by Myke Greenlese
part 1 of 2
Two hours. His arms felt like they were about to fall off; his back muscles were tense and in agony, and his brain was tired from the constant refrain of a drinking song he was singing in his mind. Two long hours, but he and Captain Shrub were finally there.
The pains in Chumboy’s arms and back were due to all the non-stop rowing he had been forced to perform. The song was to block out the incessant noise from his captain, standing behind him with one foot on the bow of the little boat, in a true explorer’s stance. If the captain wasn’t running his mouth about how good Chumboy was for doing this for him, or how he was certain that this treasure was there, he was grinding his teeth. Loudly.
The archipelago crept right up on the small rowboat — not surprising, since it was pitch black, aside from a sliver of moon and the stars twinkling in the sky.
Thank heavens, Chumboy thought, tying the boat to a rock. Two more minutes and I’d sure be dead from sheer exhaustion.
Pulling the boat closer to himself and the rock, Chumboy smiled at Captain Shrub. Not the best captain on all the seas, but at least he rewarded loyalty.
“Not here, you moron!” Shrub screamed. Chumboy’s smile disappeared. “Do you want me to ruin my boots?”
If the captain jumped from the rock to the shore, he would have landed on wet sand. He simply couldn’t ruin his new boots, so Chumboy untied the rope and dropped down into the water. Grumbling to himself, he pulled the dinghy onto shore, rapping his fist on the side of the boat when it was safe for Shrub to alight.
“You idiot,” Shrub muttered, smacking the back of Chumboy’s head. “I oughta leave you here,” he said over his shoulder. Chumboy couldn’t wait for things to lighten up.
* * *
He really was smart, this Chumboy was. He was born Philip, the son of a baker. He hated baking, so he took off on his own at sixteen. But after two years of taking on odd jobs and attempting to learn different trades, he thought there was nothing in this world that he was suited for. That was, until he moved to the seashore.
While attempting to be a fisherman’s assistant, he realized there were only two things he was good at: not shutting his mouth when he should have, and preparing chum. After seeing some monks walking through town one day, he thought a vow of silence would be a good idea. It seemed to him that by not talking, the monks were able to get things done.
Since he never talked, no one knew his name. The other sailors would call him Chumboy because he prepared the fish bait so often. Soon enough, the new, silent Philip was well on his way to being an able seaman, and possibly even captain of his own fishing vessel.
That is, until pirates showed up one day.
* * *
So there he was, still the silent one, following all the orders that Captain Shrub forced him to do.
“Did I tell you to slack off?” Shrub exclaimed.
Not even five minutes rest? he wanted to scream back, as he struggled to stand. As he took the shovel from the boat, he wondered what exactly it was Captain Shrub had planned for him when this was all over.
“Turn around and close yer ears, if’n ya know what’s good fer ya!” Shrub growled. Chumboy did as he was instructed, grinning to himself. The captain never sounded tough, no matter how hard he tried.
Since he was only counting out the steps to where the treasure was supposedly buried, Chumboy smiled again. He was the one who would be digging it up, so why should he not be allowed to know where to find it? Just another show of gross misuse of power from the captain, he assumed.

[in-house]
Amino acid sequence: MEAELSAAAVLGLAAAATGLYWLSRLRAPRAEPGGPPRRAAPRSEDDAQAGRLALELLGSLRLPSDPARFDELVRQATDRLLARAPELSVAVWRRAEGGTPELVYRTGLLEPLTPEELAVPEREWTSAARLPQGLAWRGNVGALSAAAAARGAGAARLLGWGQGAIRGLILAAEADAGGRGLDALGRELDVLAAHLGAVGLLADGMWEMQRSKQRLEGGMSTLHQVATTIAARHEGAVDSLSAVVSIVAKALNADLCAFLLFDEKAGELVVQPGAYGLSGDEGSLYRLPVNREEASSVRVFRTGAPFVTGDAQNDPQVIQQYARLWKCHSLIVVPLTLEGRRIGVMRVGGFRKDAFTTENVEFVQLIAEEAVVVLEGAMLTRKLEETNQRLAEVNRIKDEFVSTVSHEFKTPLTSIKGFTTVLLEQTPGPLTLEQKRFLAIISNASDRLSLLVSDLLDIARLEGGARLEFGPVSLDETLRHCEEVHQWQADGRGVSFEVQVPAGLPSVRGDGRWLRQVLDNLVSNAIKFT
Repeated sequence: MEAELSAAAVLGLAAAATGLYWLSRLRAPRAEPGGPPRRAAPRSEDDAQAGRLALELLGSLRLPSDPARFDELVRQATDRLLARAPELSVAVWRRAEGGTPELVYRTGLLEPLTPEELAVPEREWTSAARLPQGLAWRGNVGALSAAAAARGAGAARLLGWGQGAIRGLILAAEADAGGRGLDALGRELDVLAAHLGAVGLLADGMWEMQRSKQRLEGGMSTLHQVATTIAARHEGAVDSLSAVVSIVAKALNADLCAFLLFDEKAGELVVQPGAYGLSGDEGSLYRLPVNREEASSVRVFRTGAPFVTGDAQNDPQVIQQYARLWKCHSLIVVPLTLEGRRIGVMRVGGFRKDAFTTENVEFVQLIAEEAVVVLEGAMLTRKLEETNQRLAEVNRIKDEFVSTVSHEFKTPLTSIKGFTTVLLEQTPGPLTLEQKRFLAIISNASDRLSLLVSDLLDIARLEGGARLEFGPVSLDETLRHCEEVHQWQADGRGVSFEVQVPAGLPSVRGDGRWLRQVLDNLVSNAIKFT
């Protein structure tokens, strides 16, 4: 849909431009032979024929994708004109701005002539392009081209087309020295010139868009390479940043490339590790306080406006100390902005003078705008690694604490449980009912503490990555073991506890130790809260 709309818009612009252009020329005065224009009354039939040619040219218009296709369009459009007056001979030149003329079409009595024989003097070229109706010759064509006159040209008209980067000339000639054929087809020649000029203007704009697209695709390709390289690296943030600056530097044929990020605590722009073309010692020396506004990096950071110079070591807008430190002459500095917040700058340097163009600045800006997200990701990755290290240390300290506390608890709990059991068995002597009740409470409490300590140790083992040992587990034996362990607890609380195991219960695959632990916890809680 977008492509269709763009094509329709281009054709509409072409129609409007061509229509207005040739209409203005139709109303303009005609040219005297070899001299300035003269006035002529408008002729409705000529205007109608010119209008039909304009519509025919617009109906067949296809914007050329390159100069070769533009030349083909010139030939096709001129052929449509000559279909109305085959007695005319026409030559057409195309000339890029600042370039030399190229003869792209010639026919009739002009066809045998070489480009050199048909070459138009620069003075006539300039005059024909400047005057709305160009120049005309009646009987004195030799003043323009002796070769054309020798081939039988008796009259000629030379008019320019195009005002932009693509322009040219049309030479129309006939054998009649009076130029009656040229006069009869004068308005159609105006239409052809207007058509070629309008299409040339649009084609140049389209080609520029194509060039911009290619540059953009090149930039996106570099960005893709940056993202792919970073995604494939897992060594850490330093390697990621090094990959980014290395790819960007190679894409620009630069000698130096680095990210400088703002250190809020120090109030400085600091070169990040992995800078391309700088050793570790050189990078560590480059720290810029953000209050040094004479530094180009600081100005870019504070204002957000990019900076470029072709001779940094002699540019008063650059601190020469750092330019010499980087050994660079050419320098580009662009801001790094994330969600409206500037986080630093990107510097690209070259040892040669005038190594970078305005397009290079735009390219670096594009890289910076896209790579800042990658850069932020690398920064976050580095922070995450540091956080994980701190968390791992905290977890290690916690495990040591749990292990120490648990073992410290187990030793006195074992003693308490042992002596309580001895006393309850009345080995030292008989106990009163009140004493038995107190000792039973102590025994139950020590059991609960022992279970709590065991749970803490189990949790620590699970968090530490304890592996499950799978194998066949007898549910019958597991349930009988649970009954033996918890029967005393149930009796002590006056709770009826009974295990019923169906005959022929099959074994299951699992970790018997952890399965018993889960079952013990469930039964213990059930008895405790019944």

Lost in thought and ire toward the captain, Chumboy never heard his name, until a small clump of sand smacked him in the back.
“What, are you deaf, too? Get over here!”
He ran to where Shrub was standing, dragging the shovel behind him. Chumboy noticed that he was not only in the middle of the tiny island, but in the center of the whole archipelago, which was shaped like the cross he had seen around some priests’ necks. Shrub was in the middle of four rocks, about two feet wide, and three feet apart.
“Cross Archipelago,” Shrub commented to no one in particular. “They made no mistake about the name,” he mused, glancing back at his silent companion. He stepped aside, pointing to the center of the X. “Now dig!”
Chumboy wondered what sort of reward he would receive for this. Shrub did have the good sense to reward well, but for all the abuse he was taking, Chumboy felt he deserved his own cabin on the ship.
But after listening in on a conversation between several other deckhands a month ago, Chumboy knew that Shrub needed to be off the vessel. With whispered angst, the sailors talked about mutiny, marooning the captain, or even simply killing him outright. Eventually, the first mate was in on it, claiming that the man to rid the ship of the captain could take his place. Chumboy, never being a part of these discussions but privy to them nonetheless, felt that this could be his time.
He started to dig.
* * *
Two more hours went by, and somehow, Chumboy knew how long it had been. When they snuck away from their sloop, the Freedom’s Grasp, the captain muttered something about it being three hours past midnight, which meant the sun would be up soon.
The crescent moon, like a large fingernail, had been excellent light once they landed and could see the ground they walked on, but now it was low to the horizon, and back behind the clouds that had masked it while he was rowing.
He was only about three feet down, as his waist was just below the surface. The sand he was shoveling was piling up in a ring around the hole, making Chumboy seem deeper than he was. Since Shrub was standing on the western shore away from the work site, Chumboy stopped digging for a moment, leaning on the shovel’s handle. The sky was turning into a light blue, while the moon was completely below the horizon.
“I’m not hearing any digging,” Shrub called back.